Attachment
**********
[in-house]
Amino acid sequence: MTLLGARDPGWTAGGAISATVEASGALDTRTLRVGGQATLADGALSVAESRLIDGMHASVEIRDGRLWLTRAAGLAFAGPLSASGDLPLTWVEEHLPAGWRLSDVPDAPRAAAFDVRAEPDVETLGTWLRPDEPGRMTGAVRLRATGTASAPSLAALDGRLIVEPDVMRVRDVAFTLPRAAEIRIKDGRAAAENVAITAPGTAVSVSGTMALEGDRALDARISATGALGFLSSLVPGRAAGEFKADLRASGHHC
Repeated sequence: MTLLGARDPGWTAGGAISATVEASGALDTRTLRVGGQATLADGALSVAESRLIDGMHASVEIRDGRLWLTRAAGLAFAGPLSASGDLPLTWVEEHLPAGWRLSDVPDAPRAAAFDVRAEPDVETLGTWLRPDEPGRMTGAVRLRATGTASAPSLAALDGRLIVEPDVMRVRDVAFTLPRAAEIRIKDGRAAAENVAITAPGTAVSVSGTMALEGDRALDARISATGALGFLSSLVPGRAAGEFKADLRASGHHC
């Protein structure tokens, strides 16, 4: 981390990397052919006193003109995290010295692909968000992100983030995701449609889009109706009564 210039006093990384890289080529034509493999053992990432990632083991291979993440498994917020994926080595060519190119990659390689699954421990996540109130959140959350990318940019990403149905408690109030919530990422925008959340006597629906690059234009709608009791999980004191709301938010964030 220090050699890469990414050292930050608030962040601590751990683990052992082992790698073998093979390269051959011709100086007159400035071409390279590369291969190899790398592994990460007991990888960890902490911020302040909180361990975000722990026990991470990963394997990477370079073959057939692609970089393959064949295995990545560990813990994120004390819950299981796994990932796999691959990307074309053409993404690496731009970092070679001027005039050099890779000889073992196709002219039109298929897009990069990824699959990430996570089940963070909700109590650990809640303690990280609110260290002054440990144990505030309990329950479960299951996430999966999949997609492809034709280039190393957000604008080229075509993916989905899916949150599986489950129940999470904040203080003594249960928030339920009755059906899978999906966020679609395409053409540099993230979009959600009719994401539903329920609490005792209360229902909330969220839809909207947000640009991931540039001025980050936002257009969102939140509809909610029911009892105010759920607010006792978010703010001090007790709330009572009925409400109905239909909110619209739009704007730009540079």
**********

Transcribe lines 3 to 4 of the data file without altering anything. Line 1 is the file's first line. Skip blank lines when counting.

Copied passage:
Repeated sequence: MTLLGARDPGWTAGGAISATVEASGALDTRTLRVGGQATLADGALSVAESRLIDGMHASVEIRDGRLWLTRAAGLAFAGPLSASGDLPLTWVEEHLPAGWRLSDVPDAPRAAAFDVRAEPDVETLGTWLRPDEPGRMTGAVRLRATGTASAPSLAALDGRLIVEPDVMRVRDVAFTLPRAAEIRIKDGRAAAENVAITAPGTAVSVSGTMALEGDRALDARISATGALGFLSSLVPGRAAGEFKADLRASGHHC
């Protein structure tokens, strides 16, 4: 981390990397052919006193003109995290010295692909968000992100983030995701449609889009109706009564 210039006093990384890289080529034509493999053992990432990632083991291979993440498994917020994926080595060519190119990659390689699954421990996540109130959140959350990318940019990403149905408690109030919530990422925008959340006597629906690059234009709608009791999980004191709301938010964030 220090050699890469990414050292930050608030962040601590751990683990052992082992790698073998093979390269051959011709100086007159400035071409390279590369291969190899790398592994990460007991990888960890902490911020302040909180361990975000722990026990991470990963394997990477370079073959057939692609970089393959064949295995990545560990813990994120004390819950299981796994990932796999691959990307074309053409993404690496731009970092070679001027005039050099890779000889073992196709002219039109298929897009990069990824699959990430996570089940963070909700109590650990809640303690990280609110260290002054440990144990505030309990329950479960299951996430999966999949997609492809034709280039190393957000604008080229075509993916989905899916949150599986489950129940999470904040203080003594249960928030339920009755059906899978999906966020679609395409053409540099993230979009959600009719994401539903329920609490005792209360229902909330969220839809909207947000640009991931540039001025980050936002257009969102939140509809909610029911009892105010759920607010006792978010703010001090007790709330009572009925409400109905239909909110619209739009704007730009540079």